In 1989 I sold my parents’ house. Due to a fluctuating market, I was informed in writing by HMRC of a loss on capital gains of £32,000.
I thought nothing of this letter then and with the passage of time and moving several times I have lost it.
Is there a way to compensate for this with capital gains that I have now achieved?
Capital Gains Tax: Can I Use a Loss of £32k on the Sale of a House in 1989 to Lower My Bill Now?
Heather Rogers replies: You will be pleased to know that as a private individual you can indeed offset capital losses against future capital gains indefinitely.
The Capital Gains Tax came into effect in 1962, and many changes have been made to the legislation over the years.
Let’s see how it works first and then how you can use your 1980s loss to lower a current CGT account.
For individuals, the tax is levied on a person in the tax year of assessment, both UK residents and those disposing of assets in the UK but not resident for tax purposes.
The tax is paid on the profit made on the gain on the sale of assets such as real estate, stocks, antiques and works of art, but not on wasteful assets such as cars.
You usually do not have to pay capital gains tax on the sale of your main residence.
If you are a higher or additional rate taxpayer (40 percent or 45 percent, respectively), the CGT rate is 28 percent on home profits and 20 percent on other taxable assets.
For basic rate taxpayers (20 percent), if your taxable gains plus your total taxable income fall within the basic income tax bracket of £12,571 to £50,270, the CGT rate is 18 percent on residential properties and 10 percent on other gains.
If the amount is higher, the CGT rate is 28 percent on residential properties and 20 percent on other gains.
The government has learn more about CGT rates here.
The profit is calculated on the proceeds minus the purchase price or the value at which the good was acquired, for example by inheritance of a good.
You can also deduct expenses incurred in buying and selling the asset, or money spent improving the asset and increasing its value.
The tax rates depend on your other income and there are special rates for the sale of homes, such as a second home or a home that you rent out.
Each tax year you will receive a compensation (€12,300 in 2022/23) on which you do not have to pay capital gains tax.
The profits you make that exceed this allowance are taxed at the rate that applies to your total income, including the capital gain itself, and the type of assets sold.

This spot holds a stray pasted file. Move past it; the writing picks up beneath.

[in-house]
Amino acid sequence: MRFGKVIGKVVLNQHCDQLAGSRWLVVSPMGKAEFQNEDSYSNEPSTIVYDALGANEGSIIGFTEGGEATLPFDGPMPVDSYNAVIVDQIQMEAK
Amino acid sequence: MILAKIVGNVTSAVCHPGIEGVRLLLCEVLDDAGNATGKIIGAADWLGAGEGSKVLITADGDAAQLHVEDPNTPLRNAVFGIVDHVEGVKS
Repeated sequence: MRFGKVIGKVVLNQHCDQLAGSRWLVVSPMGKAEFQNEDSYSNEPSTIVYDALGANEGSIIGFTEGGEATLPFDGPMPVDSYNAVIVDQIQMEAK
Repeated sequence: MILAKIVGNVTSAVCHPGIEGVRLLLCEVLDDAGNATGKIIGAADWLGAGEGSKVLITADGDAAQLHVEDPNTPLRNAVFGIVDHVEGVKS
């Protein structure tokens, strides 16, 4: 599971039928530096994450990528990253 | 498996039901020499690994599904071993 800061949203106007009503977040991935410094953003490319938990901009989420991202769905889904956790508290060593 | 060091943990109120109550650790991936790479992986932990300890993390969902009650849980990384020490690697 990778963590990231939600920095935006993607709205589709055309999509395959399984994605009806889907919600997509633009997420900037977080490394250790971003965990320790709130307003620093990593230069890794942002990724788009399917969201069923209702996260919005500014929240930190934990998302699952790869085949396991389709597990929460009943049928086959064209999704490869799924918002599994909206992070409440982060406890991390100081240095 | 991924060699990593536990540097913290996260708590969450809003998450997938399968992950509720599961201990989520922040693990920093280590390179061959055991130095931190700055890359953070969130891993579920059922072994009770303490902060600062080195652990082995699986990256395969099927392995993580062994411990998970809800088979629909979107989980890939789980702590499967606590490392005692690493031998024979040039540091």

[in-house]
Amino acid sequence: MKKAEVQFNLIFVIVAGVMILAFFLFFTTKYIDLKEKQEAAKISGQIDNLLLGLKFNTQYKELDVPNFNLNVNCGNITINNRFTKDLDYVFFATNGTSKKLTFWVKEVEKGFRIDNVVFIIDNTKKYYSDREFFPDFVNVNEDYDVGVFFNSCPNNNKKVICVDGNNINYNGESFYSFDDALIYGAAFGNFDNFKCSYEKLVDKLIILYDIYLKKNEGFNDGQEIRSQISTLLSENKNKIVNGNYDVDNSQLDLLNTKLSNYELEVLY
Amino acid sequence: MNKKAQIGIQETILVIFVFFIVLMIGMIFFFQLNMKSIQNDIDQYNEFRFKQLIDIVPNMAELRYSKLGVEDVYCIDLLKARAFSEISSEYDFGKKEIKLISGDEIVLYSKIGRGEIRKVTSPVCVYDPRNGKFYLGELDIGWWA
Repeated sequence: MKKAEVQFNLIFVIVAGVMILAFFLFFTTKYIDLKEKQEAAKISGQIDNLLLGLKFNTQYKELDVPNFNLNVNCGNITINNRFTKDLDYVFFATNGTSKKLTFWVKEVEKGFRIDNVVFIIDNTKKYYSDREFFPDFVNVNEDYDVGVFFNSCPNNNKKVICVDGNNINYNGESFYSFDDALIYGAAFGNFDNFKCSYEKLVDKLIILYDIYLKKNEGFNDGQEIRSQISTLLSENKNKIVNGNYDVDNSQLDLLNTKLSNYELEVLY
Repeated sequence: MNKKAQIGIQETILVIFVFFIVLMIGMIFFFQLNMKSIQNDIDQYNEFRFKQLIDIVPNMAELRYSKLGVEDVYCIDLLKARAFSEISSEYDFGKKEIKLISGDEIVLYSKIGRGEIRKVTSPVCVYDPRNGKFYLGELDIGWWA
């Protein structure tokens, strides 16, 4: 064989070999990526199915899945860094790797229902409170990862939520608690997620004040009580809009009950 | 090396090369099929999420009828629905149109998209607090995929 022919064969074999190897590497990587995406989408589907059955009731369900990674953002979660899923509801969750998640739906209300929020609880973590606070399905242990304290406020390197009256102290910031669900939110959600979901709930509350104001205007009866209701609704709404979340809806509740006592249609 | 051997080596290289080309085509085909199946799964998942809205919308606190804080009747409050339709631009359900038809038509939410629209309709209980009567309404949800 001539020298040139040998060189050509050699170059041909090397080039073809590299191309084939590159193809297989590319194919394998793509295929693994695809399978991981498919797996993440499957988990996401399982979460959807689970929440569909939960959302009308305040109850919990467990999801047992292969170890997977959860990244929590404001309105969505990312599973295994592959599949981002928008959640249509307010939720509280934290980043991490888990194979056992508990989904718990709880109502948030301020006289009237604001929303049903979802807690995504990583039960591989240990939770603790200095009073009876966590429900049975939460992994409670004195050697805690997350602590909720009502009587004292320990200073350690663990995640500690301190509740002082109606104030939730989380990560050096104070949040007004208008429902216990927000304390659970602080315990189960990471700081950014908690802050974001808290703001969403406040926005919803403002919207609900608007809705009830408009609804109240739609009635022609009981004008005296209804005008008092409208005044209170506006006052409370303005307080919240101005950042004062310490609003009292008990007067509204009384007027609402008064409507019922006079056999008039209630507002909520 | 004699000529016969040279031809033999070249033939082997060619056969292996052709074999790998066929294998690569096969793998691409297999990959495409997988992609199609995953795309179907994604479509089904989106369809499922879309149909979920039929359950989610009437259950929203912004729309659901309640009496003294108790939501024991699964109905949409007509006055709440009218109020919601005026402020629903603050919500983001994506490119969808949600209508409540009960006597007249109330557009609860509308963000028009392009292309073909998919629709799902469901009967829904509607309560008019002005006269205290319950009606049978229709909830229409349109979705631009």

If applicable, you may be able to claim exemption from the sale of assets on the sale of your own company and certain stocks.
The tax is due no later than January 31 following the end of the tax year, with the exception of the tax due on capital gains on residential properties, such as the sale of second homes or rented properties.
This is payable within 60 days of sale and must be accompanied by a return of property gains to HMRC.
Capital losses are simply where the proceeds from the disposal of an asset is less than the amount for which it was bought or acquired.
The same admissible costs such as buying and selling costs and improvement costs can be included in the calculation, which can further increase the loss.
You cannot claim a loss on the sale of an asset that is exempt from capital gains tax.
Capital losses incurred in the same tax year as any gains may be offset against the gains or carried forward against the gains of a future tax year.
There is currently no time limit on how long they can be transferred. You can make the claim on your self-assessment tax return and also on your Property Gains Disposal Return to HMRC.
Capital losses cannot be reversed to prior years and they cannot be offset against income, except in some very limited circumstances.
Claim your damage by including it in your tax return.
If you are not filing a tax return, you can write to HMRC instead. Be sure to include your calculation and details of the removal.
You don’t have to report losses right away – you can tell HMRC up to four years after the end of the tax year that you disposed of the asset and made a loss.
However, the rules are different for losses incurred before April 5, 1996.
You can still tell HMRC this now.
You must also deduct more recent losses from any gains before deducting losses prior to 1996.
In your case, HMRC must be aware of your loss, so when you file your claim, include it on your tax return.
It is worth attaching a note regarding the letter you received from HMRC regarding the agreed loss, as well as an explanation of the original deletion.
However, as the loss is covered by the pre-1996 rules, you can report it to HMRC again from the beginning if necessary, even if the original paperwork filed at the time has gone astray.
Tax expert Heather Rogers answers our readers’ questions
Heather Rogers, founder and owner of Aston Accountancy, is our tax columnist. She is ready to answer your questions on any tax topic – tax codes, estate taxes, income tax, capital gains tax and much more.
If you would like to ask Heather a question about tax, please email email@example.com. Please put TAX QUESTION in the subject line.
Heather will do her best to answer your message in an upcoming monthly column, but she won’t be able to answer everyone or correspond privately with readers. Nothing in her answers constitutes regulated financial advice. Published questions are sometimes edited for brevity or other reasons.
Please include a daytime contact number with your message – this will be treated confidentially and not used for marketing purposes.
If Heather is unable to answer your question, you can also contact MoneyHelper, a government-sponsored organization that provides free financial assistance to the public. It can be found here and the number is 0800 011 3797.
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